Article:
In the cavity of a CO2 laser, CO2 molecules are excited by a gas discharge. This excitation energy is fed into a laser beam if it has sufficient intensity. For building up this intensity, mirrors are placed at both ends of the discharge such that the laser beam is reflected back and forth many times. Such an arrangement is called a laser cavity. In real cavities, both mirrors have some transmittance: one of them is the output coupler where the transmitted beam constitutes the useable laser beam; the other one is the rear mirror where the transmitted beam has very low intensity and is used for controlling purposes. - For building up a laser cavity with output laser power of several kW, the total length of the discharge needs to be several meters. Covering this distance with one discharge is very problematic. Therefore, it is split up into several discharges working in line. In order to make the mechanical setup as compact as possible, the path of the laser beam within the laser cavity is "folded" several times by using suitable mirrors which are called total reflectors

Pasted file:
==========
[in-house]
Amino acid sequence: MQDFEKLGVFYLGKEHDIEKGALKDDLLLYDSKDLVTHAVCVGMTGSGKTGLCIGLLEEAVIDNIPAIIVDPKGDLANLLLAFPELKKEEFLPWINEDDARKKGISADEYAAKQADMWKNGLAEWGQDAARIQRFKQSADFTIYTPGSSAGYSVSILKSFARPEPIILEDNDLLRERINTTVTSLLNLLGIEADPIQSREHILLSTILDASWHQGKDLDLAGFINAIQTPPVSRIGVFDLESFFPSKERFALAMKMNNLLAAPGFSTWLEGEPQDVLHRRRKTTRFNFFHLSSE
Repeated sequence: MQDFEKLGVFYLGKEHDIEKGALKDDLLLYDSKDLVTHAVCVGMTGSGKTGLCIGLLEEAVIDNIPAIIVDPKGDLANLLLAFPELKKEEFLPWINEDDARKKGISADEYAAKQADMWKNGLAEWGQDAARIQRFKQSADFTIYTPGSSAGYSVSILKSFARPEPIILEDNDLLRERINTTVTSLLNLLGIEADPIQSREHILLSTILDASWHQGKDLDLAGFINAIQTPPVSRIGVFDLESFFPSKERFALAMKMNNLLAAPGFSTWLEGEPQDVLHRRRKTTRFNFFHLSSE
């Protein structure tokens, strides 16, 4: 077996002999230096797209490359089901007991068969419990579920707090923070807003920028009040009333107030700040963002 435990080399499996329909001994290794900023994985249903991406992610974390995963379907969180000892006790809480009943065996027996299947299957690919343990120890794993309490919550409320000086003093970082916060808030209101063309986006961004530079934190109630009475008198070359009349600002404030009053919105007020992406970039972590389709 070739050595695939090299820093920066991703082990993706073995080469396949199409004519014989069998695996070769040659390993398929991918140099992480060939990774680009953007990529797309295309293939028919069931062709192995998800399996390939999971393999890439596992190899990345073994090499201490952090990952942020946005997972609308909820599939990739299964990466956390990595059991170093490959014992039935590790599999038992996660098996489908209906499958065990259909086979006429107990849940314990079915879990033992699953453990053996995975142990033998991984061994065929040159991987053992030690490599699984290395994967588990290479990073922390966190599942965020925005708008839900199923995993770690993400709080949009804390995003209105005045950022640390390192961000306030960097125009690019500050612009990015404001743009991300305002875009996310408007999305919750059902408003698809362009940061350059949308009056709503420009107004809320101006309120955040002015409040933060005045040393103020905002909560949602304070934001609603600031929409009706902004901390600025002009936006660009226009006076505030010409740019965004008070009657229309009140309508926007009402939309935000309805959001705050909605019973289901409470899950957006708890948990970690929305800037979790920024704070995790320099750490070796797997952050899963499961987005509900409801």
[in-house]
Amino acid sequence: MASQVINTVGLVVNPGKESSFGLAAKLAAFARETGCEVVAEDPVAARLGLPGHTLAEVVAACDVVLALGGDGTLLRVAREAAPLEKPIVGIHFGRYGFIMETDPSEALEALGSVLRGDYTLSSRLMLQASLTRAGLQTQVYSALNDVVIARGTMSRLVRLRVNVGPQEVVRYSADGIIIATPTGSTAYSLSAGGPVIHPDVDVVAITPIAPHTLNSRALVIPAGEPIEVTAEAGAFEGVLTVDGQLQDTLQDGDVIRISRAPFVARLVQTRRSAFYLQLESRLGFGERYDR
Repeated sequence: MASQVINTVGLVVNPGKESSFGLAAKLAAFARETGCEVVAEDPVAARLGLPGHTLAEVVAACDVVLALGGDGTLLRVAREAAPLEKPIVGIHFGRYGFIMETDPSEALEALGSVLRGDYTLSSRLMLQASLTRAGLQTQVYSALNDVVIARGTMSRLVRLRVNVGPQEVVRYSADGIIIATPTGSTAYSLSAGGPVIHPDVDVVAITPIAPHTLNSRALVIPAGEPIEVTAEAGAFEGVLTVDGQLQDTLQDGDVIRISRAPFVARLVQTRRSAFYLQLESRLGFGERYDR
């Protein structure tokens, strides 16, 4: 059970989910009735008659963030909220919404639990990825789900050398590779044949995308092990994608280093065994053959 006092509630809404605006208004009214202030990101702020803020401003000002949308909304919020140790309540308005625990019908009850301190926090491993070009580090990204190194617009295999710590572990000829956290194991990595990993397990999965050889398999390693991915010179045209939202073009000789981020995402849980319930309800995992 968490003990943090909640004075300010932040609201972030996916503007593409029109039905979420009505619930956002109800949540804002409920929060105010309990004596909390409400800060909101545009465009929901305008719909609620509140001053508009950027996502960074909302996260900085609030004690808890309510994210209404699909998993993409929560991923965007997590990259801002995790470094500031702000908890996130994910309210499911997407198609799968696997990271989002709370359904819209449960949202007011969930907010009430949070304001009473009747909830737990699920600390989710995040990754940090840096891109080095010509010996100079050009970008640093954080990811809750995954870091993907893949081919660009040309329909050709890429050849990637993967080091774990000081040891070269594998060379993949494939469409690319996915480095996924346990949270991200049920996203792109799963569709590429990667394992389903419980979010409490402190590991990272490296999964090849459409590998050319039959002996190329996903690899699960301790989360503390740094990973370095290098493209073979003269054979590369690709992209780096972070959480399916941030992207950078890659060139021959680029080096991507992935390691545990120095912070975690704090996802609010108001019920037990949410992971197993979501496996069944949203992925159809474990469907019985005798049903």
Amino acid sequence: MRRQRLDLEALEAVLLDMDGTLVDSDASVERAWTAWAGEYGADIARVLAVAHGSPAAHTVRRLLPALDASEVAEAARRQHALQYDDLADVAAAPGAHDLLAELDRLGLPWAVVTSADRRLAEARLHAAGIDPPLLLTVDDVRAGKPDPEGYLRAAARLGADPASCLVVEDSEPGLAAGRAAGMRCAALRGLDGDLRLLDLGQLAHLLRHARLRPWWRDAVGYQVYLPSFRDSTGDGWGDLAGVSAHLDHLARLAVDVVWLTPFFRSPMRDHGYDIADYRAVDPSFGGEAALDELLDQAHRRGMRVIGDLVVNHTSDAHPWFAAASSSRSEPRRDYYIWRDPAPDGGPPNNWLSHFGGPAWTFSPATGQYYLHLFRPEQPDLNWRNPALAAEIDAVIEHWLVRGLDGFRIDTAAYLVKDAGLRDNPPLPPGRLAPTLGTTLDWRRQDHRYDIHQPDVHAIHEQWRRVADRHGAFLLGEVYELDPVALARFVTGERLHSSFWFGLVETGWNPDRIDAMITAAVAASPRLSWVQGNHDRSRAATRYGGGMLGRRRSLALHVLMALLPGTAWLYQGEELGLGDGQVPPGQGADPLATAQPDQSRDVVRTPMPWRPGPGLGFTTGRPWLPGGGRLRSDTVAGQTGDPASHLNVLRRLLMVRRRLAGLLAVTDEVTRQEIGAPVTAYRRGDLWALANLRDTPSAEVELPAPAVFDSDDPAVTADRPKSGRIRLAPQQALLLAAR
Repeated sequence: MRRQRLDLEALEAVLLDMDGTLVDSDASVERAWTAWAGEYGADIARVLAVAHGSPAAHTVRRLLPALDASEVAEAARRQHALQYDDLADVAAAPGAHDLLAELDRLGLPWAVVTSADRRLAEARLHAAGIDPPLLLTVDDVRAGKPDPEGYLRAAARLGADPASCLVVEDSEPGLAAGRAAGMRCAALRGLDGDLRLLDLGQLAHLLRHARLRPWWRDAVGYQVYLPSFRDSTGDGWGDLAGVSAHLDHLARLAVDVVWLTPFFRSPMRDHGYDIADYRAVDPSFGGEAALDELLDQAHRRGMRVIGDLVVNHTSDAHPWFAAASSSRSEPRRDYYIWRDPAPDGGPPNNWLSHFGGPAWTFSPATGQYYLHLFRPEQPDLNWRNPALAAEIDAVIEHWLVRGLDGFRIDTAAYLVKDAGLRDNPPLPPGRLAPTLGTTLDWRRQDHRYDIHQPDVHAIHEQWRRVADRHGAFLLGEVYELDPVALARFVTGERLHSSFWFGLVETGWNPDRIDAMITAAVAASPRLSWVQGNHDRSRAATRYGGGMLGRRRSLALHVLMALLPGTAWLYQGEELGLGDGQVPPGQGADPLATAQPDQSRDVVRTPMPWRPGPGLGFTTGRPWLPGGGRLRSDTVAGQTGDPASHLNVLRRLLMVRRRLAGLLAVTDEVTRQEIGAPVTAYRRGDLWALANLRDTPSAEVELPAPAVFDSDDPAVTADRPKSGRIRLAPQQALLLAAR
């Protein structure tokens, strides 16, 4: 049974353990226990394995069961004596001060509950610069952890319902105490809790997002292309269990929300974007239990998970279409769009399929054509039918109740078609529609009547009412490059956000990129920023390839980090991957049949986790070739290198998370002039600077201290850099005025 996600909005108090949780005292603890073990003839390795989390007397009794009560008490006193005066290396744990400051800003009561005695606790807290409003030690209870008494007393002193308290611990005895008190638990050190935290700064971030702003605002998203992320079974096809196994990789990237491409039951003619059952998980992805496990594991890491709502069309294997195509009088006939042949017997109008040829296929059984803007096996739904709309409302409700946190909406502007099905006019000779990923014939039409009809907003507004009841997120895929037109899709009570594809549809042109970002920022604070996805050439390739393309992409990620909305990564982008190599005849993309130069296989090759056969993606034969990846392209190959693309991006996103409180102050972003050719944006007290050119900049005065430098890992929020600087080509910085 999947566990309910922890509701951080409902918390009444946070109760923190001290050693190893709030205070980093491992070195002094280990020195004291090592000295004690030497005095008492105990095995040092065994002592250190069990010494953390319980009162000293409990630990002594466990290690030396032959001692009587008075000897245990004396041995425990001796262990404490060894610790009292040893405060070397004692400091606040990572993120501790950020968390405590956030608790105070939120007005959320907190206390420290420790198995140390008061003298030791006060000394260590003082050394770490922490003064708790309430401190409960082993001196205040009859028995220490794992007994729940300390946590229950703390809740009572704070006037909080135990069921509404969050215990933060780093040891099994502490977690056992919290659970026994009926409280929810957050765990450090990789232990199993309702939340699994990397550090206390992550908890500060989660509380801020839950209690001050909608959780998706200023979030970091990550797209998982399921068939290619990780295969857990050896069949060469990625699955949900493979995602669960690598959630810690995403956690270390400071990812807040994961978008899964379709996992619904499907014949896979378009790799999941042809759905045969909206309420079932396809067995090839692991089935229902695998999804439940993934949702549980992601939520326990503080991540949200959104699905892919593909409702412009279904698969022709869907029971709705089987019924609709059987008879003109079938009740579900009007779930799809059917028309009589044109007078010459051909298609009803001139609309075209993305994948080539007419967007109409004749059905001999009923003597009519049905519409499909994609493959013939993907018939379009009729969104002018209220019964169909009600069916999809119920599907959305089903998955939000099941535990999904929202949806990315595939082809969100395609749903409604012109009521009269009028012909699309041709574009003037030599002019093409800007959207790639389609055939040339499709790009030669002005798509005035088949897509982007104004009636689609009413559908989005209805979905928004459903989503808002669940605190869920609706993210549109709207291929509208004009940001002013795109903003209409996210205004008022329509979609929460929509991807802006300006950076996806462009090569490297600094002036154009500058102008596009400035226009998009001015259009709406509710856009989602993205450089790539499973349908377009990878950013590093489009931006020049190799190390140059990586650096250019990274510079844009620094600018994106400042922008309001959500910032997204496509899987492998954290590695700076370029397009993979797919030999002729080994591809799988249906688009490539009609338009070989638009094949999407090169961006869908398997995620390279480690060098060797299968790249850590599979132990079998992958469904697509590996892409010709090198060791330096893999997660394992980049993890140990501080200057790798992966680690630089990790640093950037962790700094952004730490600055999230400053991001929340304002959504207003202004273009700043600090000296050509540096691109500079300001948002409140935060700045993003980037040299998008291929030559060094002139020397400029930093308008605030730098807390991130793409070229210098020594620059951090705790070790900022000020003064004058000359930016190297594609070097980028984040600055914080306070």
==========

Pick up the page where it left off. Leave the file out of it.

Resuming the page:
Output coupler and End mirror
The output coupler usually has reflectance in the range 40% to 70%. In order to optimize power and spatial profile of the laser beam, the output coupler and rear mirror have optical surfaces with well-defined radii of curvature. As the output coupler transmits a high-power laser beam, it is made of ZnSe in order to minimize absorption and thermal lensing. The rear mirror usually has reflectance 99.5% which means that the transmitted laser beam has low power. However, as absorption in the coating is higher than in the output coupler, it is more important to use a substrate material with high thermal conductivity. Therefore, Germanium or Gallium Arsenide are used in most lasers.
Total Reflectors are quite similar to turning mirrors. However, durability of the coating is more critical because the total reflectors are exposed to the gas discharge and the extremely high laser power density inside the cavity. Therefore, the coating must have best-possible environmental resistance and low absorption in order to minimize thermal distortion.